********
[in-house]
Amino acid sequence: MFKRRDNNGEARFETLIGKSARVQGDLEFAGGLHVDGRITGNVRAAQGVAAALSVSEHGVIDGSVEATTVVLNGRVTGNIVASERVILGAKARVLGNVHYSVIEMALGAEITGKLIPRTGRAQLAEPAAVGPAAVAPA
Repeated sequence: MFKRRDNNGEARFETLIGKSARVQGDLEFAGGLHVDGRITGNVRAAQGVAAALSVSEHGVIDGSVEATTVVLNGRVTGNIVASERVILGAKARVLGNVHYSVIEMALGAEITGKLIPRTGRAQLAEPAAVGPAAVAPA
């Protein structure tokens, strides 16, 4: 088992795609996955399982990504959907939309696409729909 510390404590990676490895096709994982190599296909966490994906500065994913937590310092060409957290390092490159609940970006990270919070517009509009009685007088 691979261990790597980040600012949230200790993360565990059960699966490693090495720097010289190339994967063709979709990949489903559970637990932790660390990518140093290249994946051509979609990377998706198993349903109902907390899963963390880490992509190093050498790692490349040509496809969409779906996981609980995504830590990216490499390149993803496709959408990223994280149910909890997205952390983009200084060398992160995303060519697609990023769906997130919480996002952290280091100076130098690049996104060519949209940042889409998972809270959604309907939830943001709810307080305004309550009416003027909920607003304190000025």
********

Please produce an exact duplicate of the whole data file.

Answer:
[in-house]
Amino acid sequence: MFKRRDNNGEARFETLIGKSARVQGDLEFAGGLHVDGRITGNVRAAQGVAAALSVSEHGVIDGSVEATTVVLNGRVTGNIVASERVILGAKARVLGNVHYSVIEMALGAEITGKLIPRTGRAQLAEPAAVGPAAVAPA
Repeated sequence: MFKRRDNNGEARFETLIGKSARVQGDLEFAGGLHVDGRITGNVRAAQGVAAALSVSEHGVIDGSVEATTVVLNGRVTGNIVASERVILGAKARVLGNVHYSVIEMALGAEITGKLIPRTGRAQLAEPAAVGPAAVAPA
């Protein structure tokens, strides 16, 4: 088992795609996955399982990504959907939309696409729909 510390404590990676490895096709994982190599296909966490994906500065994913937590310092060409957290390092490159609940970006990270919070517009509009009685007088 691979261990790597980040600012949230200790993360565990059960699966490693090495720097010289190339994967063709979709990949489903559970637990932790660390990518140093290249994946051509979609990377998706198993349903109902907390899963963390880490992509190093050498790692490349040509496809969409779906996981609980995504830590990216490499390149993803496709959408990223994280149910909890997205952390983009200084060398992160995303060519697609990023769906997130919480996002952290280091100076130098690049996104060519949209940042889409998972809270959604309907939830943001709810307080305004309550009416003027909920607003304190000025």